Things I learned this time.
With my focus on Walking Dead minis, this gets us to:
Ever so close to wrapping up the Walking Dead stuff. 18 of the remaining 24 are the 3 big rules expansions. Once all of those are done, if I can get them painted before the next wave of minis is released, I'm going to return to the MDF buildings and try a test to see if I can print exterior details for the commercial buildings like I did for the interior of the last house. This will help make up for my MDF-painting limitations, plus with the help of Paint Shop Pro I could really get in some details that I wouldn't be able to properly paint. But that's all for another time.
Here's the latest hobby spreadsheet update!
I was off to a slow start on the hobby front in January. The first shotgun house from 4Ground took longer than I thought it would to put togehter, because of course I had to try to do everything the hard way. While the outside of the 4Ground buildings are colored, the interior is just MDF. I had it in my mind to add wallpaper - I could do this with my trusty Paint Shop Pro! I also wanted to add glass to the windows. Glass, which is really the clear paper used in overhead transparencies.
The interior and exterior walls of the house are 2 pieces. Originally I was planning on sandwiching the transparency paper/window between the wallpaper and MDF wall. The transparency is thin enough that it fits between the inner and outer MDF flush enough that it doesn't bow the MDF or require any sanding - I checked, and even started a test sanding just in case. I scanned the walls and used this as a template in Paint Shop Pro to lay out my wallpaper.
Turns out my scanning process was one of those overkill areas. using the scan as my template for the wallpaper left a little white space around window and door frames. Looking back, just using the wallpaper texture of the whole area and then cut out the holes for windows and doors after gluing the wallpaper on would work just as well. Just be sure to do this part before gluing the inner and outer walls together. It should be easier to get into the windows with a razor blade to cut away what's needed that way.
Following the 4Ground directions I was armed with super glue, clothes pins, and rubber bands to hold everything together. It worked amazingly well. 48 years old before I went out and bought myself clothes pins ($1.88/100 at Wal Mart). I dry fit everything before gluing and it paid off a couple of times when I was about to put the wrong slot A into slot B. It didn't pay off when I didn't pay attention to the 2 roof pieces and glued the interior supports to the OUTSIDE of the roof panels. I didn't recognize this until the glue had set well. I could have tried to fix it, but I didn't trust pulling things apart to not break something along the way. In the end I found a nice roof shingle texture and jsut printed out a sheet full of shingles to glue to the roof. It fits right in with the PlastCraft houses that I've already made. My residential section now has 3 houses!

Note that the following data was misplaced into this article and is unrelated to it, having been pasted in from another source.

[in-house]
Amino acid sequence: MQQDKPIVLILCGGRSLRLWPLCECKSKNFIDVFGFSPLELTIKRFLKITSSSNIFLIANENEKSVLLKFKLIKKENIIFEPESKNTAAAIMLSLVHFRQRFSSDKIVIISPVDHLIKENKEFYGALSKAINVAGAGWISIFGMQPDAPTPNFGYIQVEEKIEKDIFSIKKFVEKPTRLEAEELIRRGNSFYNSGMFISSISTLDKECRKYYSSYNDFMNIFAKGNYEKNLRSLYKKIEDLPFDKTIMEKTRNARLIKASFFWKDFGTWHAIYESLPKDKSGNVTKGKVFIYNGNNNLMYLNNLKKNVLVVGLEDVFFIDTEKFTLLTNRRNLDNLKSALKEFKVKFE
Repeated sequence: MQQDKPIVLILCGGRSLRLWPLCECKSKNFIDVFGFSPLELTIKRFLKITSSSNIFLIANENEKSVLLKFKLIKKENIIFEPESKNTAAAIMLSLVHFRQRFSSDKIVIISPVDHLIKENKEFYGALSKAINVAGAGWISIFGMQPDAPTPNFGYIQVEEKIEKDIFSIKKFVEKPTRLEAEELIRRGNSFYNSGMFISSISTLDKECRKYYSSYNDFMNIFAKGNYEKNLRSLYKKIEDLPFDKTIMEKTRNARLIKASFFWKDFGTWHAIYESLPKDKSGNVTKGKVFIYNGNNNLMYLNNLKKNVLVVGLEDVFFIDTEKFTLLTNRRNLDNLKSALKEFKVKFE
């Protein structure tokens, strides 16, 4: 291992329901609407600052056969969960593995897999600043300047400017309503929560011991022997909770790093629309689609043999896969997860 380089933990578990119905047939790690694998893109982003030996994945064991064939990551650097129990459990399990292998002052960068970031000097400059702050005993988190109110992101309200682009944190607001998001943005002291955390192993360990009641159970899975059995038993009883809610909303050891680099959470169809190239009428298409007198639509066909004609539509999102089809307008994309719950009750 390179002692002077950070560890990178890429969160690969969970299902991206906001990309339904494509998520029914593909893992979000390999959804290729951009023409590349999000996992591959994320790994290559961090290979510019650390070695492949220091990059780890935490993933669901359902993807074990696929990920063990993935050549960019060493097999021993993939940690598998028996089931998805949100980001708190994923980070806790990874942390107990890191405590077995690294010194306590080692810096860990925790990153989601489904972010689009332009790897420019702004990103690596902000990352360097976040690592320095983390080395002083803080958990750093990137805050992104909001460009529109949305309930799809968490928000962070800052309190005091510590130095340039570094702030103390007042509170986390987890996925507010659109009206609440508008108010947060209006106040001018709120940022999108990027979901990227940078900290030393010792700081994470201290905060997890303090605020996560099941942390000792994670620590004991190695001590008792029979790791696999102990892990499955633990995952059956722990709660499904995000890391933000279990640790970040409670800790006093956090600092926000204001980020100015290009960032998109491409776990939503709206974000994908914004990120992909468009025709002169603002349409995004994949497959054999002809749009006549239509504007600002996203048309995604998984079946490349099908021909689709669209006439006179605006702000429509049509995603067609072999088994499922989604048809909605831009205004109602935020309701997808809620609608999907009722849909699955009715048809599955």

On the figure front I stuck with Walking Dead minis. Morgan (with son Duane and zombie wife) and Maggie & Arnold (with random zombie) were the first WD minis I've painted since November. My detail skill was lacking on this batch and things just weren't clicking. Skin tones weren't looking right. The paint was either too thick or too runny. Sometimes you have to admit when things aren't going right, but I didn't want to give up or start over. If ever there was a time for "board quality", where things look ok from 3 feet away, this would be the time to take that. And take that I did.
Roughly halfway through the mess of the above, I went ahead and primed a "prone figures" pack of 6 minis. I was expecting all of these to be zombies, but a half didn't have the zombie-holes that mark most ofthe WD figures as zombies. I ended up doodling with these while messing with the first batch above. As my specialty is normally washes, I applied different washes to the prone minis, playing around with colors and seeing what might and might not work. It was a nice little test. If nothing else these minis are a lot more colorful than the route I usually take.